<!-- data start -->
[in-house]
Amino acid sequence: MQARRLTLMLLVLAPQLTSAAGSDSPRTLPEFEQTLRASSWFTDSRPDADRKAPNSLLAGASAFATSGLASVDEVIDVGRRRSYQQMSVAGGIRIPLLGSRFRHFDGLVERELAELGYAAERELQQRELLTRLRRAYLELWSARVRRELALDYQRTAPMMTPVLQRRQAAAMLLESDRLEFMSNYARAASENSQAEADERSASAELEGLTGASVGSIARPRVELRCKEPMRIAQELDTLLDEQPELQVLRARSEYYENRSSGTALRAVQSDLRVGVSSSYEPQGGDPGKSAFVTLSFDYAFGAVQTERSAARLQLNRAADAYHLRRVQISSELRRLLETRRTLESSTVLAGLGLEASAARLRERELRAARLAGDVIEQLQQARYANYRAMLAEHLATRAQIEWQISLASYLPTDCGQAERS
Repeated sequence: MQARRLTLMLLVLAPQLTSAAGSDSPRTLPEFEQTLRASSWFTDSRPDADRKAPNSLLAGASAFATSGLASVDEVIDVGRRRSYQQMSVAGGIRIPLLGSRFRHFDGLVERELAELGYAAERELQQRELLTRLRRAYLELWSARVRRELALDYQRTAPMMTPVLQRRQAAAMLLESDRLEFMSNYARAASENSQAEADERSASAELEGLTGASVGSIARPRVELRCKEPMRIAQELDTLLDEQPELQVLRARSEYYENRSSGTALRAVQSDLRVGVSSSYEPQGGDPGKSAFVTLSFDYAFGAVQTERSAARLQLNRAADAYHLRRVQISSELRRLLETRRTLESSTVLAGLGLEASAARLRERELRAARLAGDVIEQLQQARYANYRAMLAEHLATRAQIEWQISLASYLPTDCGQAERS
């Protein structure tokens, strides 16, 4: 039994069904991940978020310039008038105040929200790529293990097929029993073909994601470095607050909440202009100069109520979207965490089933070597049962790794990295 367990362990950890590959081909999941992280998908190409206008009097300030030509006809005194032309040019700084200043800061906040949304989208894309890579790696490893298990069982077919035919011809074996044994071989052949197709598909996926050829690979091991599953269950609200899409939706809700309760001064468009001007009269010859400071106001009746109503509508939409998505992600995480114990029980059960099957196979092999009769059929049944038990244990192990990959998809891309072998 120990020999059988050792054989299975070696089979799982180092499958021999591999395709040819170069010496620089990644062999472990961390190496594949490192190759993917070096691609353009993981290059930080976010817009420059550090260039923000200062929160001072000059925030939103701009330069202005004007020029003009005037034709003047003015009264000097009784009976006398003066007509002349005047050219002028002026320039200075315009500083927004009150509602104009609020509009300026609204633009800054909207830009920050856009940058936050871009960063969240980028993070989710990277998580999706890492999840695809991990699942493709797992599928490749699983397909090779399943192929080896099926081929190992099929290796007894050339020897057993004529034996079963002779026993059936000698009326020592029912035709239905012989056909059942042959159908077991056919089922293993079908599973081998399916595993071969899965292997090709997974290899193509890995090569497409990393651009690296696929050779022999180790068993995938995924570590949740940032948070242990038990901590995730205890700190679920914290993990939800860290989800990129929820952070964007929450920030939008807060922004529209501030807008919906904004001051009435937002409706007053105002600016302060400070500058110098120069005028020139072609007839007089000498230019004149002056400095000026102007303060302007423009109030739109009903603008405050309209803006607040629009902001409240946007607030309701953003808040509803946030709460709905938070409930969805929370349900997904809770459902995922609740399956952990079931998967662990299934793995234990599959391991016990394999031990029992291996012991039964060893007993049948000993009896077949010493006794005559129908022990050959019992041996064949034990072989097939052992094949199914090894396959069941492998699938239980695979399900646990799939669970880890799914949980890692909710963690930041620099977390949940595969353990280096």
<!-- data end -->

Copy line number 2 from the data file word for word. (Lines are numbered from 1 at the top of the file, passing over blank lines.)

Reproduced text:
Amino acid sequence: MQARRLTLMLLVLAPQLTSAAGSDSPRTLPEFEQTLRASSWFTDSRPDADRKAPNSLLAGASAFATSGLASVDEVIDVGRRRSYQQMSVAGGIRIPLLGSRFRHFDGLVERELAELGYAAERELQQRELLTRLRRAYLELWSARVRRELALDYQRTAPMMTPVLQRRQAAAMLLESDRLEFMSNYARAASENSQAEADERSASAELEGLTGASVGSIARPRVELRCKEPMRIAQELDTLLDEQPELQVLRARSEYYENRSSGTALRAVQSDLRVGVSSSYEPQGGDPGKSAFVTLSFDYAFGAVQTERSAARLQLNRAADAYHLRRVQISSELRRLLETRRTLESSTVLAGLGLEASAARLRERELRAARLAGDVIEQLQQARYANYRAMLAEHLATRAQIEWQISLASYLPTDCGQAERS